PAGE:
On another strange trip across the country, we found ourselves in the Deep South, working in an abandoned building. It was a wreck – short, tattered carpets covered in drywall dust, room after empty room in disrepair. We weren’t here to build, they said. Just clean the place, spotlessly, and never speak to anyone who speaks to us. We were prepped for days beforehand, reminded again and again that this was very important, rehearsing the rules. No speaking to strangers, you are God’s servants, this is an important work, Bill Gothard will be there but is not to be bothered. So we worked ourselves sick (quite literally).
One day as I vacuumed a hallway in the harried, obsessively tedious manner I had grown accustomed to – I spotted a policeman sitting at the end of the hall. He watched me intently, curious. I must have been a strange sight – this little girl in an ankle-length khaki skirt and uniform-like polo, keeping her head down. He struck up a conversation and I nervously kept my head down, replying with as short an answer as I could manage, smiling and afraid: “Yessir. No sir. Yessir.” He squinted at me, curious. “Well,” he said finally, “You girls’re doing a great job. Thanks for your help.” He gave me a keychain in the shape of a police car – one of those things they pass out in schools, I guess – with the name of the police department on it. And he went on his way. As silly as it may sound, the genuine kindness this officer showed had a profound effect on me. I still sometimes wonder what went through his mind, and whether he suspected something was very wrong.
When all of our cleaning work was finally done, we still had more to do. We put on our best clothing, and started work hosting a banquet for the grand opening. We worked tirelessly throughout the event, never eating that day except for mere bites of food amid the flurry of activity. That night we stood aside as a ceremony was held. The entire police department, city officials, and more were all gathered. Bill Gothard spoke about how glad he was for this opportunity, and hinted at a bright future working with this police department and more. The city officials and chief of police thanked him for his support, in turn, joking about how cramped their former office had been. Hands were shaken, toasts were made. We were ushered quietly to our bedrooms for a few precious hours of sleep before we disappeared in the morning, off to another training center.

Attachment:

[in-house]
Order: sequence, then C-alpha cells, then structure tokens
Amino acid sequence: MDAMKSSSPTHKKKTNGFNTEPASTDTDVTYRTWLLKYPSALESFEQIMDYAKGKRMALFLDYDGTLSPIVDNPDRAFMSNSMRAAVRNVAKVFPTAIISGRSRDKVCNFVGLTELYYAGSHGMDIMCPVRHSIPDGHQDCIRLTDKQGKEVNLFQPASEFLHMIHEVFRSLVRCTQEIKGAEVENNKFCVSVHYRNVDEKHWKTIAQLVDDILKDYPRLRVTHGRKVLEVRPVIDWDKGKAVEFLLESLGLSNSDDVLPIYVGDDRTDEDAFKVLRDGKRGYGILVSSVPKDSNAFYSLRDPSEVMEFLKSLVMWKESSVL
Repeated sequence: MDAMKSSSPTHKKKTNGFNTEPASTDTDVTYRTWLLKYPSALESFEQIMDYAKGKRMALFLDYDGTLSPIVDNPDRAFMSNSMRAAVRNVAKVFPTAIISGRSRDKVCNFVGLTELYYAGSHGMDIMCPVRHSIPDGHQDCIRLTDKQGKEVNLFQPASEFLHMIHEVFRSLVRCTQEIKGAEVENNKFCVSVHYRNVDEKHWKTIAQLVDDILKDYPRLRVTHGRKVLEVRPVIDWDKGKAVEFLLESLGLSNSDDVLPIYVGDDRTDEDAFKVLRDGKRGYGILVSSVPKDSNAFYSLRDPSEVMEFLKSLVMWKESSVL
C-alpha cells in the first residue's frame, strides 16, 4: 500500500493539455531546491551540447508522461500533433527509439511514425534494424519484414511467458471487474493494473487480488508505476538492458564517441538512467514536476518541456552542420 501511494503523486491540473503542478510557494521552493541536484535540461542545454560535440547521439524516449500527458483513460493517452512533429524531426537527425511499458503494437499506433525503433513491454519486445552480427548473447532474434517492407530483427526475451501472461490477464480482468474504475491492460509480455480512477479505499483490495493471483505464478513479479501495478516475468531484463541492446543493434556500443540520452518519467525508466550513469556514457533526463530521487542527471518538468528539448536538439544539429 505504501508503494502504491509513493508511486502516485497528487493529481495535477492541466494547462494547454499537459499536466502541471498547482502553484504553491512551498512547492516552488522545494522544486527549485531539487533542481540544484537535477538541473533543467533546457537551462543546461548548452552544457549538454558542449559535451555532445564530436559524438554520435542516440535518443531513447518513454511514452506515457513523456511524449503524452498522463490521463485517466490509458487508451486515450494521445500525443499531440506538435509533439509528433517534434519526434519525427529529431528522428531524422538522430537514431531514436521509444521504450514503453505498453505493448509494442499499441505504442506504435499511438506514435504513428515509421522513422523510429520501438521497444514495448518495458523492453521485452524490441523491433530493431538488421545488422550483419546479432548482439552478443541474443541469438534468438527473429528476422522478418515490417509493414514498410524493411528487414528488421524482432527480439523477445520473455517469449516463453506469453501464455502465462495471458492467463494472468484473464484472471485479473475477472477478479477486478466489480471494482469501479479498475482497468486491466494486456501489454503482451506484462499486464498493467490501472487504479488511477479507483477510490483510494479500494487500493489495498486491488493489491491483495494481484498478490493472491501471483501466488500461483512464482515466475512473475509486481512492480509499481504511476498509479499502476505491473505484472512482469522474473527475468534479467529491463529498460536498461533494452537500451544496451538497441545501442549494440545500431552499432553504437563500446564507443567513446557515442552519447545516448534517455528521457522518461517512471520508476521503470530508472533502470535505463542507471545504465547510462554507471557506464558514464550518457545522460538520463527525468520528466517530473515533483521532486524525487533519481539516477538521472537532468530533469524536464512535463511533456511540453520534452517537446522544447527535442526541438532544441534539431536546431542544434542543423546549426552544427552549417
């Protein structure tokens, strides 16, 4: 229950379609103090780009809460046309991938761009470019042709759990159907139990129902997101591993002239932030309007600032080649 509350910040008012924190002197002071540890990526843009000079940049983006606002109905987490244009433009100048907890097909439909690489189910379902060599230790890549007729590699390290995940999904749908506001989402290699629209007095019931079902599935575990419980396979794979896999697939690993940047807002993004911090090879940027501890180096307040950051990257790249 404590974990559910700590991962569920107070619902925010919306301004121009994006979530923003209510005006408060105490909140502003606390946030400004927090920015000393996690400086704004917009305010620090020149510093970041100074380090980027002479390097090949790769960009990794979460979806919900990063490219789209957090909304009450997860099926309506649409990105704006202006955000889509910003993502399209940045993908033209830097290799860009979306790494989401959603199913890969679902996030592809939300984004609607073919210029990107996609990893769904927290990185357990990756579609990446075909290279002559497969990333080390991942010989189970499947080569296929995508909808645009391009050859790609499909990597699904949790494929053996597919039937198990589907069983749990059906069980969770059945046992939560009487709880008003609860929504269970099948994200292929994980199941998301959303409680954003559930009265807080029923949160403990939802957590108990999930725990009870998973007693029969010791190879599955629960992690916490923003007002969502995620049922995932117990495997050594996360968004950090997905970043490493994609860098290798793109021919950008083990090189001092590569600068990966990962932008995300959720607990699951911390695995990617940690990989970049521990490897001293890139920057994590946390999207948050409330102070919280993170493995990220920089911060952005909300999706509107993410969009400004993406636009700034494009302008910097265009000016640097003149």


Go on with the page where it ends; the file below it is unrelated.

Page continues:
I have held onto the keychain all these years, to remind myself what I witnessed.
It’s one of the hardest things for me to wrap my head around.
Eventually, my prison sentence came to an end. I was sent home, praised as a success story, a great turnaround for Jesus. I had done God’s work, diligently, humbly, as they say. They even threw me a farewell party.
I returned home to a changed family. My mother had dyed her hair, bought a new car, and started finding a little bit of liberty from ATI’s rigorous standards. She was even wearing pants regularly now, and seemed so much happier. She and my sister were the best of friends.
They had learned to live without me.
I, the rebellious child, would never again be truly welcome in their home.